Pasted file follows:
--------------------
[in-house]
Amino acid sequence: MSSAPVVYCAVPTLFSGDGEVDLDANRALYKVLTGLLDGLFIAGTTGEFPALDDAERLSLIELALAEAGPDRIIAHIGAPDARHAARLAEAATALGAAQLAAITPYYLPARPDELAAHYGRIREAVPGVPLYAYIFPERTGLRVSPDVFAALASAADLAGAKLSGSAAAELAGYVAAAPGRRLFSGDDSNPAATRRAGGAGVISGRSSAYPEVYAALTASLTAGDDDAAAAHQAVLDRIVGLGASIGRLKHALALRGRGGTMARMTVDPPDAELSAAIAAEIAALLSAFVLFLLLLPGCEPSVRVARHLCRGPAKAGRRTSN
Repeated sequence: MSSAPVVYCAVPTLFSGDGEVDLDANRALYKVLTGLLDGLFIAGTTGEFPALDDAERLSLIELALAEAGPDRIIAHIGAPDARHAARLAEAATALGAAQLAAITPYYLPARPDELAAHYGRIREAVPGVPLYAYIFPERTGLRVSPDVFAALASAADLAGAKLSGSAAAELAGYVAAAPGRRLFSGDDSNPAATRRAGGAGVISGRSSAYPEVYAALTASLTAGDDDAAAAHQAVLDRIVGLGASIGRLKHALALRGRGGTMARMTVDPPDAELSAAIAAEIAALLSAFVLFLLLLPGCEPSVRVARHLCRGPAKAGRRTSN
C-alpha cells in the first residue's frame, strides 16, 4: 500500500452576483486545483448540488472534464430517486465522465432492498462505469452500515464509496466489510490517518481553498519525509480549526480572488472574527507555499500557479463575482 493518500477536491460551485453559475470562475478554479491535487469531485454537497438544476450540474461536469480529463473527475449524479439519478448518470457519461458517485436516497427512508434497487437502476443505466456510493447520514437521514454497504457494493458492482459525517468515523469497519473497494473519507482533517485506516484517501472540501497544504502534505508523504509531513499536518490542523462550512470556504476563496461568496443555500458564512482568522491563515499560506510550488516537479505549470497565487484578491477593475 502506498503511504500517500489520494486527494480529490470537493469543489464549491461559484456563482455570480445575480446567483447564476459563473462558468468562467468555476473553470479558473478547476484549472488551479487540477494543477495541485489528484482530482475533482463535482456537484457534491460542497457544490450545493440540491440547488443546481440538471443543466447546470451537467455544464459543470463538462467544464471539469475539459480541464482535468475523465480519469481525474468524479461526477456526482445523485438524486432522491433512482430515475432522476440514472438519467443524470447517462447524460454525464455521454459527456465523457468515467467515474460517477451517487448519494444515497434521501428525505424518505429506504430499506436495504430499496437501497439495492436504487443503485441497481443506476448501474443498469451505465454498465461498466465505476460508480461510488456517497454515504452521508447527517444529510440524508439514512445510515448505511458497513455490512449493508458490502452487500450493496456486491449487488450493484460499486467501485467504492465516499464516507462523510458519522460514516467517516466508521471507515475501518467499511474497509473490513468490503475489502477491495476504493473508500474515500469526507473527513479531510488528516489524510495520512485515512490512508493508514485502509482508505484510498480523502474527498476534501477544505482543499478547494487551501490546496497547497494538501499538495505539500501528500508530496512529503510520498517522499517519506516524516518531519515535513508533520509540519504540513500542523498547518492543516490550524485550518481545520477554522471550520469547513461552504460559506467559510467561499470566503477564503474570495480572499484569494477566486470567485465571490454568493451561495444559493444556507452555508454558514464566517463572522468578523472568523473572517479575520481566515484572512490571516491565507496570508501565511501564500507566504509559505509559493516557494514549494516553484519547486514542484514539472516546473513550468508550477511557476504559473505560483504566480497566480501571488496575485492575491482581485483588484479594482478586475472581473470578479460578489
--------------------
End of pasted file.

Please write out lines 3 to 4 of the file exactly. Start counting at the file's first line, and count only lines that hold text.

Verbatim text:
Repeated sequence: MSSAPVVYCAVPTLFSGDGEVDLDANRALYKVLTGLLDGLFIAGTTGEFPALDDAERLSLIELALAEAGPDRIIAHIGAPDARHAARLAEAATALGAAQLAAITPYYLPARPDELAAHYGRIREAVPGVPLYAYIFPERTGLRVSPDVFAALASAADLAGAKLSGSAAAELAGYVAAAPGRRLFSGDDSNPAATRRAGGAGVISGRSSAYPEVYAALTASLTAGDDDAAAAHQAVLDRIVGLGASIGRLKHALALRGRGGTMARMTVDPPDAELSAAIAAEIAALLSAFVLFLLLLPGCEPSVRVARHLCRGPAKAGRRTSN
C-alpha cells in the first residue's frame, strides 16, 4: 500500500452576483486545483448540488472534464430517486465522465432492498462505469452500515464509496466489510490517518481553498519525509480549526480572488472574527507555499500557479463575482 493518500477536491460551485453559475470562475478554479491535487469531485454537497438544476450540474461536469480529463473527475449524479439519478448518470457519461458517485436516497427512508434497487437502476443505466456510493447520514437521514454497504457494493458492482459525517468515523469497519473497494473519507482533517485506516484517501472540501497544504502534505508523504509531513499536518490542523462550512470556504476563496461568496443555500458564512482568522491563515499560506510550488516537479505549470497565487484578491477593475 502506498503511504500517500489520494486527494480529490470537493469543489464549491461559484456563482455570480445575480446567483447564476459563473462558468468562467468555476473553470479558473478547476484549472488551479487540477494543477495541485489528484482530482475533482463535482456537484457534491460542497457544490450545493440540491440547488443546481440538471443543466447546470451537467455544464459543470463538462467544464471539469475539459480541464482535468475523465480519469481525474468524479461526477456526482445523485438524486432522491433512482430515475432522476440514472438519467443524470447517462447524460454525464455521454459527456465523457468515467467515474460517477451517487448519494444515497434521501428525505424518505429506504430499506436495504430499496437501497439495492436504487443503485441497481443506476448501474443498469451505465454498465461498466465505476460508480461510488456517497454515504452521508447527517444529510440524508439514512445510515448505511458497513455490512449493508458490502452487500450493496456486491449487488450493484460499486467501485467504492465516499464516507462523510458519522460514516467517516466508521471507515475501518467499511474497509473490513468490503475489502477491495476504493473508500474515500469526507473527513479531510488528516489524510495520512485515512490512508493508514485502509482508505484510498480523502474527498476534501477544505482543499478547494487551501490546496497547497494538501499538495505539500501528500508530496512529503510520498517522499517519506516524516518531519515535513508533520509540519504540513500542523498547518492543516490550524485550518481545520477554522471550520469547513461552504460559506467559510467561499470566503477564503474570495480572499484569494477566486470567485465571490454568493451561495444559493444556507452555508454558514464566517463572522468578523472568523473572517479575520481566515484572512490571516491565507496570508501565511501564500507566504509559505509559493516557494514549494516553484519547486514542484514539472516546473513550468508550477511557476504559473505560483504566480497566480501571488496575485492575491482581485483588484479594482478586475472581473470578479460578489